Students should trust ethos in job hunt

G Gpledge to explore and take into
Iaccount the social and environmen-
tal consequences of any job I consider
and will try to improve those aspects of
any organization for which I work.' This
statement is the pledge of the Graduate
Pledge Alliance, an organization that has,
since 1996, been encouraging college
graduates to look beyond prestigious
positions and high salaries to find careers
within companies that will respect their
ideals. A graduating senior takes the
pledge as a lifetime reminder that life has
more to offer than power and prestige.
Linking this pledge with the memorable
experience of finding one's first "real"
job after graduation is a way of ensuring
that one's values will follow him through-
out his professional life. Not only does
the pledge signing show a concern, but
also,the honest signer will always
remember his or her revolt against greed
and apathy at a time when traditionally,
students look at little more than position,
location, and salary.
The lures that corporations offer can
be tempting and the members of a gradu-
ating class often fail to give their poten-
tial employers a thorough background
check. Due to a recent shortage of fund-
ing for environmental awareness groups
and the lack of popular media coverage
on corporate ethical problems, students
often have no way of knowing about the
ignoble actions of corporations. A
recruiter will only tell prospective
employees about what is honorable and
prestigious about the organization he rep-
resents and all that advertising does is
product promotion. A graduate should
always research a company before
accepting a position; this means more
than looking at the corporate Web Site. A

simple Internet search using a few search
engines reveals enough published infor-
mation that one can know all recent sig-
nificant actions that one's potential
employer has taken. The GPA's pledge
encourages students to undertake this
much research - if not more - and act
upon one's findings. If the organization
does nothing to benefit society as a
whole, has a wide gap between executive
and worker salaries, or has a history of
civil suits, then the signers should neglect
the company. They should also look at
affirmative action stances, domestic part-
ner benefit offerings and sweatshop labor
practices.
Simple neglect for a company is an
effective form of resistance against even
the most powerful corporate empires.
Such resistance is necessary to encourage
civic virtue in this profit-oriented society.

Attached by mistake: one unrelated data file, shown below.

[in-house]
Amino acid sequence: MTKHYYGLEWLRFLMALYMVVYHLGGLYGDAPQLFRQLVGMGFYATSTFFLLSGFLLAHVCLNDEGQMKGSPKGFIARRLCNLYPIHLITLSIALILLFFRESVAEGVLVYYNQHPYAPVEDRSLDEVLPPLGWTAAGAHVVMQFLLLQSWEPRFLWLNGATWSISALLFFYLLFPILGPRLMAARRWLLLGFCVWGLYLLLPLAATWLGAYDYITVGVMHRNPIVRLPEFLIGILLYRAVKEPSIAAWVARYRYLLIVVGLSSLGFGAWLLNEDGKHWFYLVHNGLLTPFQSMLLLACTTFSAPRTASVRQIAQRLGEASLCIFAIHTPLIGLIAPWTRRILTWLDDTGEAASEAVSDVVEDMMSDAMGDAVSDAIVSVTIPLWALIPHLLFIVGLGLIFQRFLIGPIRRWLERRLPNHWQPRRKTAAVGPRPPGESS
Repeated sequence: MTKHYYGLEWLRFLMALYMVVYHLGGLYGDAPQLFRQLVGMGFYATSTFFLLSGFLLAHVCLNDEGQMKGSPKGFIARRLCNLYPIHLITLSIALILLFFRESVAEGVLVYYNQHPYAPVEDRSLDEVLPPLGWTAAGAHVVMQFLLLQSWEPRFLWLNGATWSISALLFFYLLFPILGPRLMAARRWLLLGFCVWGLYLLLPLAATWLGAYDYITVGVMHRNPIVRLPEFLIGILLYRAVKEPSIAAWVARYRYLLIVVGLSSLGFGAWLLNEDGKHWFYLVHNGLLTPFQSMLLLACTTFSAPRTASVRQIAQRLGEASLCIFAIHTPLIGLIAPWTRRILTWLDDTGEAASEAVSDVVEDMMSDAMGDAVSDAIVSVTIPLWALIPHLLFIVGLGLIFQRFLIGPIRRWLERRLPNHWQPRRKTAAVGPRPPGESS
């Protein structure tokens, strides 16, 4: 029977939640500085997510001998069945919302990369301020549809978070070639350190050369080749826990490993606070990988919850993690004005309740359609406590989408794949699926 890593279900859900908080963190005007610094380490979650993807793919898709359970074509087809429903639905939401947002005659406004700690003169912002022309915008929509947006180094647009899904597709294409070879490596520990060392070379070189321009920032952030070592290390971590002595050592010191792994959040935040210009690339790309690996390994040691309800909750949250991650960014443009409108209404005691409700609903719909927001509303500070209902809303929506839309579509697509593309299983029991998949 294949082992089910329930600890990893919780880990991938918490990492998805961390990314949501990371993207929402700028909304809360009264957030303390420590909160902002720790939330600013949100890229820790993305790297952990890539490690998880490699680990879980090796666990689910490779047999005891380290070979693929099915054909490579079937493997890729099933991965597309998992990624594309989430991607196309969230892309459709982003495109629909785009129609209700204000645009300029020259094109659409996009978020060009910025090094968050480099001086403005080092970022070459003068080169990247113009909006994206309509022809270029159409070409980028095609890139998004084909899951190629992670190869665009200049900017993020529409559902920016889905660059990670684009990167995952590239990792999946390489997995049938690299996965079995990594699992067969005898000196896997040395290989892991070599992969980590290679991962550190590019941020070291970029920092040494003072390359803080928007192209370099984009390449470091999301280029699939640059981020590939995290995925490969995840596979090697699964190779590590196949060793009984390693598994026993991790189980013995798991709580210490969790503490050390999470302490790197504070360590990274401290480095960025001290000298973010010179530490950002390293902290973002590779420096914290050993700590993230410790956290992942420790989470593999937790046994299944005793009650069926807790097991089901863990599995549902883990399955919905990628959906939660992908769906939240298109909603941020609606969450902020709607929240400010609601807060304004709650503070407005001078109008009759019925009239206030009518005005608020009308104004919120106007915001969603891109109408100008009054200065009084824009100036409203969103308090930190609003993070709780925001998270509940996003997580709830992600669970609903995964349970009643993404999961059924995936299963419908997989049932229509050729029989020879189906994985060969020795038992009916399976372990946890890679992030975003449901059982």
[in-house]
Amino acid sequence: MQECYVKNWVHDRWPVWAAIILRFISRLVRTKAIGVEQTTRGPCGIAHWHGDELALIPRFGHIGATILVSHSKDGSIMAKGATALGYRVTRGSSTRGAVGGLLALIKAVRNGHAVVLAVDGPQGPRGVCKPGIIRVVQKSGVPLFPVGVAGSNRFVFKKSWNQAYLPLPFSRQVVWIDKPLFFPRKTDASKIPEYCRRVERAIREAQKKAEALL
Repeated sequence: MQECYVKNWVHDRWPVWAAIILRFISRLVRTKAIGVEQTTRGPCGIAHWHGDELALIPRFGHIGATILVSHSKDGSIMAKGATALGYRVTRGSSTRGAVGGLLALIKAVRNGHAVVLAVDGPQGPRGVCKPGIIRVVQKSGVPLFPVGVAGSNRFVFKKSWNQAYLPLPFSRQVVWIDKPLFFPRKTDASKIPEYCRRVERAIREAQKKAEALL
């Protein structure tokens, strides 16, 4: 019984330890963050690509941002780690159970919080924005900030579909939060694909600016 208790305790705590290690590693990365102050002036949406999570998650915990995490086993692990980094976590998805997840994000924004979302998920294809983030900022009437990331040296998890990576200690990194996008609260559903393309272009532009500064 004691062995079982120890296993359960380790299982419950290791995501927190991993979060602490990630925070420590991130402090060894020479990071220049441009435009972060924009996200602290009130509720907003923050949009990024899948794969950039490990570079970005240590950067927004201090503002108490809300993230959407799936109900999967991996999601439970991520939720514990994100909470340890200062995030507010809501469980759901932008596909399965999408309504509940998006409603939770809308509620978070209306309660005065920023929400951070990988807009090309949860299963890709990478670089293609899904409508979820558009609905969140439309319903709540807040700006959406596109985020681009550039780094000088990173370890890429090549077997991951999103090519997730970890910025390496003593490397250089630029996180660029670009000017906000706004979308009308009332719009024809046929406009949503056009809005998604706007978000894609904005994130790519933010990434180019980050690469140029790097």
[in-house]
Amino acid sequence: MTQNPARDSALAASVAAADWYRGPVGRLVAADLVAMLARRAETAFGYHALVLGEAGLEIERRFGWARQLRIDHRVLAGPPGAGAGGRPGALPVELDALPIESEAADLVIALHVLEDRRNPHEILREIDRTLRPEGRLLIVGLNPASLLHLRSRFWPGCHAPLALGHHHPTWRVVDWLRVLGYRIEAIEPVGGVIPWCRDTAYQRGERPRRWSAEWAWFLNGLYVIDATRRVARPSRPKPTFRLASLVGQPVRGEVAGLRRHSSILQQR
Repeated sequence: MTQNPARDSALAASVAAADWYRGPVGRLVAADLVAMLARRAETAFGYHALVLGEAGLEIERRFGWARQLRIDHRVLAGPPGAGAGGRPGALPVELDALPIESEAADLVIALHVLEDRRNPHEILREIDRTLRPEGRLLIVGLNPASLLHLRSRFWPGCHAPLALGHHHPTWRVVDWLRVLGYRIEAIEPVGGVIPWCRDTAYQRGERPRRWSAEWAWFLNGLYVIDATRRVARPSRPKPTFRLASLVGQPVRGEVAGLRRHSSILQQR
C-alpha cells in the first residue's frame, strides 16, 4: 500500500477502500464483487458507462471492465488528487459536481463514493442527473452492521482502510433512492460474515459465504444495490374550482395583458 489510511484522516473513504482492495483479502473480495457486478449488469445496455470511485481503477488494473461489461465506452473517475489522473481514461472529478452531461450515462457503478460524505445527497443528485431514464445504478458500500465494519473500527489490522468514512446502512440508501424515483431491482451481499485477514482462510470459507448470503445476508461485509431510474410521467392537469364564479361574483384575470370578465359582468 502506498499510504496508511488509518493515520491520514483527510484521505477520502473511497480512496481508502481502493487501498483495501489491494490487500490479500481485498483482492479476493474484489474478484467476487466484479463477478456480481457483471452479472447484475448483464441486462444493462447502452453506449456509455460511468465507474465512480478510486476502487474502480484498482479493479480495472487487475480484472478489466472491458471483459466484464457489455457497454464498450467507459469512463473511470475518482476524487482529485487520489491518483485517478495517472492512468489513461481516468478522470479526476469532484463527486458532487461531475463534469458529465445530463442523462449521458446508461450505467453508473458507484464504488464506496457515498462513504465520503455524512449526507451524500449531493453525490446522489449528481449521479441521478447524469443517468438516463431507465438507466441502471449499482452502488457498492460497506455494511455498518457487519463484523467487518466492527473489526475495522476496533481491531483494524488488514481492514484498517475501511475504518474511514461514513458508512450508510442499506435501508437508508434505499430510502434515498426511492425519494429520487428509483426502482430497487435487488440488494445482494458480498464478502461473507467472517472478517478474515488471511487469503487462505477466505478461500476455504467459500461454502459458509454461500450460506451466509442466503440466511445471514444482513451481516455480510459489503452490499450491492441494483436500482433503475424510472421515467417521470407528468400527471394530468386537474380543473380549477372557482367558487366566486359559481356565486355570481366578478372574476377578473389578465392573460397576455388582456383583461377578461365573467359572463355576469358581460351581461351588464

Should graduating classes from the coun-
try's most prestigious universities deny
unethical corporations access to a large
number of America's brightest, the tar-
gets will invariably suffer.
There, however, are many other
means for changing corporate standards
that students who are not near graduat-
ing and those already in the work force
can employ. One only needs to spread
information and inform people of the
consequences of the facts. There are
many organizations on campus that do
just that.
The mission is simple: Inform poten-
tial employees that a company acts
unethically. The power against these cor-
porations also lies in those who would
consume their-goods and services. The
strength of society is great, and the col-
lective will of the populace can force
companies to clean up their acts.

'I feel a little funny talking about
women's Issues. I think we care about the
exact same thing that men do.'

- Former First Lady Barbara Bush at last night's Republican Feminist's con-
ference in Southfield, held by the organization "'W Stands for Women."

0

Canning Org. Studies Palestinians need
was right choice; their land, freedom
fli Uff majirS abinl

'Oops,' he did it again
Texas justice system an unjust disaster

TO THE DAILY:
I applaud Shirley Neuman's decision to
eliminate the Organization Studies pro-
gram from the list of possible concentra-
tions approved by the College of LSA.
This is a University, not a day-care center
where professionals send their pre-adult-
hood children off to play. A University is a
place where you learn about important
subjects such as math. history, English,
science and art. It is not a place where you
come to have a good time, and possibly
take some classes that might, in a con-
glomerated form, count towards some type
of concentration in the end.
First of all, most people don't even
know what is involved in the Organization-
al Studies program. I would assume that it